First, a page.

An Entrepreneurial Spirit

Posted on October 16, 2017

Being an entrepreneur has always come naturally to Isaac Brennan Horton IV ’11. Between ages nine to 15, he started three different businesses: lawn mowing, janitorial, and entertainment.

Horton put his entrepreneurial dreams on hold to attend UNCG, where he received his BS in economics. After graduating, he took a job at Lenovo but decided he wanted to start his own business. Before he left, he conducted independent research to figure out what kind of small business would be the wisest and most profitable to start.

“For a year, I would come home at around 6:30 to 7:00 p.m., eat dinner, and, from 8:00 to 11:00 p.m., do three hours of due diligence.”

That research paid off when he decided on a food truck; the numbers showed it to have the lowest risk and highest ease of execution levels. With that, Oak City Fish and Chips was born.

Horton’s thought process for opening a food truck was one based on logic, but the business itself is very close to him personally. He describes himself as a foodie and created each of the recipes on the menu himself.

Oak City Fish and Chips is unlike many food trucks in the Raleigh area. Instead of just being open a certain number of times a month for events, Horton’s business is open every day. One of the main reasons for this is because he wants to create jobs.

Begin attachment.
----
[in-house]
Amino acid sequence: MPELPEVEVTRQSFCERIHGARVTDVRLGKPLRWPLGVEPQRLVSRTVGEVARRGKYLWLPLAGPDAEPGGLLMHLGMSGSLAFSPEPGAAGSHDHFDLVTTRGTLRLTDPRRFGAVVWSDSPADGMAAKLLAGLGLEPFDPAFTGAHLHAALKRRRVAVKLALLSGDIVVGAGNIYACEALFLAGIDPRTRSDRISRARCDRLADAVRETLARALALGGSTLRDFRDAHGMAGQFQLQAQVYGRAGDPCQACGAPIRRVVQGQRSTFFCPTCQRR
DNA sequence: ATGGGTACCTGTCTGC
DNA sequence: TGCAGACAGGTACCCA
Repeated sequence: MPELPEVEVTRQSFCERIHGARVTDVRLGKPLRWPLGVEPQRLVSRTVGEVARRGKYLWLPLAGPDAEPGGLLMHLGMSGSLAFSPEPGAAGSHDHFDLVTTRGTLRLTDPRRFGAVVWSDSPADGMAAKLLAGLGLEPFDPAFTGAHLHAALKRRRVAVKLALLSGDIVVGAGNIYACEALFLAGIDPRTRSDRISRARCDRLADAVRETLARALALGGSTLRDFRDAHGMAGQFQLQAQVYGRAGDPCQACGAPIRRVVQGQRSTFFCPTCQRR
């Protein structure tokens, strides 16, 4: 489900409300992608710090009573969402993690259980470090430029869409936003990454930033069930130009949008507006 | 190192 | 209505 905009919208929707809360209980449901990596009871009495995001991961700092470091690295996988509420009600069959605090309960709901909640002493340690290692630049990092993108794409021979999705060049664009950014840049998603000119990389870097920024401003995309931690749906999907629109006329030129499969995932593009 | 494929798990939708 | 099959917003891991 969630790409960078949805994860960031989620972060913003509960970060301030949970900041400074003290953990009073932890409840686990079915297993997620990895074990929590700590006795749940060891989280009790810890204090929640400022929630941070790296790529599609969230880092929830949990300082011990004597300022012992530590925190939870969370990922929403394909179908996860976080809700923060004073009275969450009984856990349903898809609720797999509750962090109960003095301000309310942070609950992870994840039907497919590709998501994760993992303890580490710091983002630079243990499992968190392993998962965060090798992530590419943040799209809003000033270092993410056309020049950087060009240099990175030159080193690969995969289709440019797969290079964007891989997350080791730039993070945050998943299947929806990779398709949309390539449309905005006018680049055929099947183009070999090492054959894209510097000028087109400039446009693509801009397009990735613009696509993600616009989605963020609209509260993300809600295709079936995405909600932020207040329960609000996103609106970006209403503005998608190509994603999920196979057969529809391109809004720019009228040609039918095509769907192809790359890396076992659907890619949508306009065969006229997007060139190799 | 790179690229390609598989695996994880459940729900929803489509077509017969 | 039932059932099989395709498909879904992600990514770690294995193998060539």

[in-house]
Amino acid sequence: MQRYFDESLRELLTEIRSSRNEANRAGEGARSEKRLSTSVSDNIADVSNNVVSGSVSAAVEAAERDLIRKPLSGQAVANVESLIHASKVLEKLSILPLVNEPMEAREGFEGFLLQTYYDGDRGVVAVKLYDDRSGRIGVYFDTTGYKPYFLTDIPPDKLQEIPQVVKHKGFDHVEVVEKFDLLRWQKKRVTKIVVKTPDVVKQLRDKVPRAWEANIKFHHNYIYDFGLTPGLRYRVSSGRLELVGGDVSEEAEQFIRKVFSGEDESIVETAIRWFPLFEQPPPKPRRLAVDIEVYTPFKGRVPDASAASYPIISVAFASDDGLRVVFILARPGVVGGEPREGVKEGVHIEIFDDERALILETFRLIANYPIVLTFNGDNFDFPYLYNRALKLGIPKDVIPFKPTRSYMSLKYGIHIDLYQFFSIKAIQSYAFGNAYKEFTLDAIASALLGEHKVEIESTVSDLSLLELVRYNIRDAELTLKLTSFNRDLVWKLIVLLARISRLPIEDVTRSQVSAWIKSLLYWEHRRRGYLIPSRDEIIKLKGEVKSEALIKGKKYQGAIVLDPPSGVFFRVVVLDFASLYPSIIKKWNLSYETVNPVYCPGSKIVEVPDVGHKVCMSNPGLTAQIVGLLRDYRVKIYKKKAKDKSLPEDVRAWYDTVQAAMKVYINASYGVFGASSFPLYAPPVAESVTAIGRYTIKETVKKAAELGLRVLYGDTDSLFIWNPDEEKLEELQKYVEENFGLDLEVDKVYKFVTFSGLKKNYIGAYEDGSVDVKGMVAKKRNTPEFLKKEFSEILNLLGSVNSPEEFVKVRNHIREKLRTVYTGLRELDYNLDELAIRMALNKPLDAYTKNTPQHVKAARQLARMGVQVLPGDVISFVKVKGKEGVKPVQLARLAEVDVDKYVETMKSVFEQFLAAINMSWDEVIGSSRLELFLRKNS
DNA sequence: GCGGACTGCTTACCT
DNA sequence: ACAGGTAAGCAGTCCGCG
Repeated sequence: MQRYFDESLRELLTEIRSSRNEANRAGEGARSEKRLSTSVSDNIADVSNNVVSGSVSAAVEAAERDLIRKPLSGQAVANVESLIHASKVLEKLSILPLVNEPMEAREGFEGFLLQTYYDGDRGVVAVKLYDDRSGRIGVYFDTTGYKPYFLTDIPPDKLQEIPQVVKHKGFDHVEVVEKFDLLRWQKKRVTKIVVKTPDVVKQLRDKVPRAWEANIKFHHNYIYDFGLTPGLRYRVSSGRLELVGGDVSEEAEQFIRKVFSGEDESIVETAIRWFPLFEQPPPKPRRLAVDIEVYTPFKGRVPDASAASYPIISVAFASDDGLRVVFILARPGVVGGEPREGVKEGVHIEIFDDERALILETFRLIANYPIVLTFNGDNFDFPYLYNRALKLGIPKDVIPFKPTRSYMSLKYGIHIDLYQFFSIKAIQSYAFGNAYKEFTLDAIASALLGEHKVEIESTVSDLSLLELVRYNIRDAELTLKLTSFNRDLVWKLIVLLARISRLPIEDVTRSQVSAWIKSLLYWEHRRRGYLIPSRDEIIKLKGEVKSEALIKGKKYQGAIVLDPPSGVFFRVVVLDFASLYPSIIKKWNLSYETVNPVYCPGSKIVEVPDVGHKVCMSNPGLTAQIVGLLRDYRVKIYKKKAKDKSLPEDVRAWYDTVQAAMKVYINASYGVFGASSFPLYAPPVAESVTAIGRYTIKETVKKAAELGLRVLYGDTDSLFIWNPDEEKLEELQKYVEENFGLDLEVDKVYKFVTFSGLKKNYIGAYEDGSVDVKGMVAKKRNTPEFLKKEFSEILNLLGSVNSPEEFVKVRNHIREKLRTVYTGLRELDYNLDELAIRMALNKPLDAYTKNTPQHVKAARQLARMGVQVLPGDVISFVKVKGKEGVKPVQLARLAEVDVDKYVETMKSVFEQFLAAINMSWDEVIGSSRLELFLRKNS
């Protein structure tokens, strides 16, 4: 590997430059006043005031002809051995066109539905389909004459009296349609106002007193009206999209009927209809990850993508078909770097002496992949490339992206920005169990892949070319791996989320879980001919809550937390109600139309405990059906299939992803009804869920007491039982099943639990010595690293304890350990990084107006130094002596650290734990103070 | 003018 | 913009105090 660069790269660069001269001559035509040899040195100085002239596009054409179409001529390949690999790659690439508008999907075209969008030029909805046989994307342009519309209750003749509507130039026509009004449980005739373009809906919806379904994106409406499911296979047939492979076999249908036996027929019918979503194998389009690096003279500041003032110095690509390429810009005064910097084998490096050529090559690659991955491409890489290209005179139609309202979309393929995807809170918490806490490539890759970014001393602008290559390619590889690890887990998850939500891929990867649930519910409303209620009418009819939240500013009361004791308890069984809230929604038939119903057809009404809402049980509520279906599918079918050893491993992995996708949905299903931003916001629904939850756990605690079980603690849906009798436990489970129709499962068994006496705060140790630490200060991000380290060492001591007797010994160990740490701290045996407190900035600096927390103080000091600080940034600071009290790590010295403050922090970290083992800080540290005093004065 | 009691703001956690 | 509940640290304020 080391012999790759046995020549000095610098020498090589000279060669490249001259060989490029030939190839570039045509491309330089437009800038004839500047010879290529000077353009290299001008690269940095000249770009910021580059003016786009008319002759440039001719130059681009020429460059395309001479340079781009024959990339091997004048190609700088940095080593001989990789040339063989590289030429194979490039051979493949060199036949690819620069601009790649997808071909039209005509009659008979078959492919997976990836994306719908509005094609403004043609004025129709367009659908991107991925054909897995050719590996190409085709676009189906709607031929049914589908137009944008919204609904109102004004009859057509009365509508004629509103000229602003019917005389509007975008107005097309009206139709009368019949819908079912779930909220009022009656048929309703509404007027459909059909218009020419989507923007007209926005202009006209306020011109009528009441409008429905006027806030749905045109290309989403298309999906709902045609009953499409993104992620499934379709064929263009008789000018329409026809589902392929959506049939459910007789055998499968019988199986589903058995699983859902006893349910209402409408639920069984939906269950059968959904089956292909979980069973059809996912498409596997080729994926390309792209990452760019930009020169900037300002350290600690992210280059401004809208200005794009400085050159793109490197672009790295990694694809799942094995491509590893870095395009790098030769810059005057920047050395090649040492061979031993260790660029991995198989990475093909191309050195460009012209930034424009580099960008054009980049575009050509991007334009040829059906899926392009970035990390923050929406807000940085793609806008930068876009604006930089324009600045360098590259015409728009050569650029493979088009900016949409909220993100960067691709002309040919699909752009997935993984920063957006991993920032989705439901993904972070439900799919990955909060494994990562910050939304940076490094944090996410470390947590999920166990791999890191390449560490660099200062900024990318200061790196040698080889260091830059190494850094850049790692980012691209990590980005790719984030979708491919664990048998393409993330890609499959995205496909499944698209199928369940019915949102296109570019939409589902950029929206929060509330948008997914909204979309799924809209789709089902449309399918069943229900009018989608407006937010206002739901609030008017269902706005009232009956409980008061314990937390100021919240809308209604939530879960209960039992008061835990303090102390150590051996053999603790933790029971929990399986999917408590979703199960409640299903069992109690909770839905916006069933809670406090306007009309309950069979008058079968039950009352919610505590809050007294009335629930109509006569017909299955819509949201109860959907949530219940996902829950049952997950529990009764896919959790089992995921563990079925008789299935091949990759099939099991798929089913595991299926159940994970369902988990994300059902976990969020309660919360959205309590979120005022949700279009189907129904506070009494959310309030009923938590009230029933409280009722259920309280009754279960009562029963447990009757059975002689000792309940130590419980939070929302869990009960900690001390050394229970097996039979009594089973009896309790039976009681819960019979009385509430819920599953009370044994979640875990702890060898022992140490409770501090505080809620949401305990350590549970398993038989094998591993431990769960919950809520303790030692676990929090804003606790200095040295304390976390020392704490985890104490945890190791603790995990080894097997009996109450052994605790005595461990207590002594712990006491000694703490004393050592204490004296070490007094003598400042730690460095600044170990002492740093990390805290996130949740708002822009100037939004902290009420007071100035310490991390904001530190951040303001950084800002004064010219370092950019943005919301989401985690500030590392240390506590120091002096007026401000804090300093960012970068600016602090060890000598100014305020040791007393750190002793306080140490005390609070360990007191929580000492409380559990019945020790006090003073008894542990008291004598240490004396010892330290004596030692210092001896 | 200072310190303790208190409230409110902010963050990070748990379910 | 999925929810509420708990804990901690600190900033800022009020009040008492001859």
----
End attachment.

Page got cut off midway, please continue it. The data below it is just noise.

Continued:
Horton views his team as more than just employees – they’re people he invests in, too. As a life and career coach, Horton provides free life-coaching services to each member of his staff.

Giving back to the community, especially the one where he grew up, is a value that was instilled in him from childhood. Because of that, Oak City Fish and Chips has participated in the Raleigh Christmas Day Food Giveaway for the past two years, giving away hundreds of meals for those in need. Horton also regularly provides meals to those who can’t afford to pay.

Within the next 90 days, Oak City Fish and Chips will be expanding to two new cities, Charlotte and Los Angeles. Along with this, his staff will grow from eight to 20 members. Looking ahead to as soon as this autumn, Horton plans to build Oak City Fish and Chips’ first standing restaurant. This would make him the only African American to own a restaurant in downtown Raleigh, something that gives him hope for a bright future.


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